Quartey graduated from St. Mary Academy in 2023. She intends to study pre-law at the downtown Atlanta university. Growing up in Liberia, she said, she saw the uniformed members of a similar society serving the church community. The Ladies Auxiliary offers a “heartwarming and family-like” environment which Quartey cherishes.
She filled diverse roles in high school, so being a member of the Ladies Auxiliary is a natural step. However, she did not expect to step into the leadership position.
“I think when you’re young, and the word leader is taught to, you’re always thinking of terms like the president, CEO and the images associated with those are very decision making, very alpha-like. I love serving. I’ve learned that I’m a person that loves to help people. I think it’s a natural fit,” she said.
As a fledgling group of five members, the Ladies Auxiliary is open to new ideas and visions.
Father Urey Mark, the Lyke House director, said he hopes the organization unites the students in a profound way and into their future.
Not all students are interested in joining fraternal organizations. However, the establishment of one with a Catholic foundation, rooted in the spiritual mission of faith, hope, and charity, is transformative. According to Father Mark, the director of the Lyke House, an organization such as the Knights of St. Peter Claver is eager for community service and is grounded in Catholic social teachings. The group’s campus initiatives will mold college students into missionary disciples, he said. This, in turn, may inspire other students to act, further spreading their positive influence.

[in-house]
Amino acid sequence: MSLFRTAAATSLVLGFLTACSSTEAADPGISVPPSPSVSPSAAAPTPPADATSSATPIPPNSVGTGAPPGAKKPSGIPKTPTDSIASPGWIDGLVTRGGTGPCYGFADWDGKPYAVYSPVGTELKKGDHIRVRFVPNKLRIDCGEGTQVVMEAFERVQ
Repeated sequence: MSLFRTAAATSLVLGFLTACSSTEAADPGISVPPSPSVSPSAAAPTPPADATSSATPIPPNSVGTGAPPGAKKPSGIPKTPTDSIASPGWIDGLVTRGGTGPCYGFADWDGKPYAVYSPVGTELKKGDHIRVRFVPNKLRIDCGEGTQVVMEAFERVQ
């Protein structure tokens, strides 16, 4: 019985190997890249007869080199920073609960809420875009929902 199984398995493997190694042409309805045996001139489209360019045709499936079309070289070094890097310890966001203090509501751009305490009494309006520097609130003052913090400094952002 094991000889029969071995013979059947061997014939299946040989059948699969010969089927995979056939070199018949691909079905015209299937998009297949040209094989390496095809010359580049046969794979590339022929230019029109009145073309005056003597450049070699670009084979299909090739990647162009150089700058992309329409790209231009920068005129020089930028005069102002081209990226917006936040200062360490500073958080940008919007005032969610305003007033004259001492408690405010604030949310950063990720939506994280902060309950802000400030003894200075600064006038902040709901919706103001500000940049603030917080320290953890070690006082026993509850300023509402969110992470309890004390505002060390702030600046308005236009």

Hamm leads with purpose, balancing charity work and academics at the University of Georgia. Hamm grew up at the Church of the Good Shepherd, Cumming, and plans to graduate this spring with a business degree.
As the Grand Knight of the Knights of Columbus at UGA, it falls to him to balance coursework faced by his members and meaningful community service. Guided by the advice of Father McNavish, the organization has set limits to prioritize supporting its members, students, parishioners, and lastly the Athens community. Regularly, the group has undertaken home improvement projects for elderly members; in addition, they help feed 250 students by serving the center’s traditional Sunday dinners.
To address the turnover with a college environment, the organization is establishing an alumni program to keep graduates engaged with the Knights of Columbus as they move on from Athens, he said.
With more than a year and half as both a leader and a Knight, Hamm said his faith has been reinforced and he expects it will stay with him beyond graduation. “The main thing I’ve learned from serving,” Hamm said, “is that every act of service is better done in community and fraternity with others.”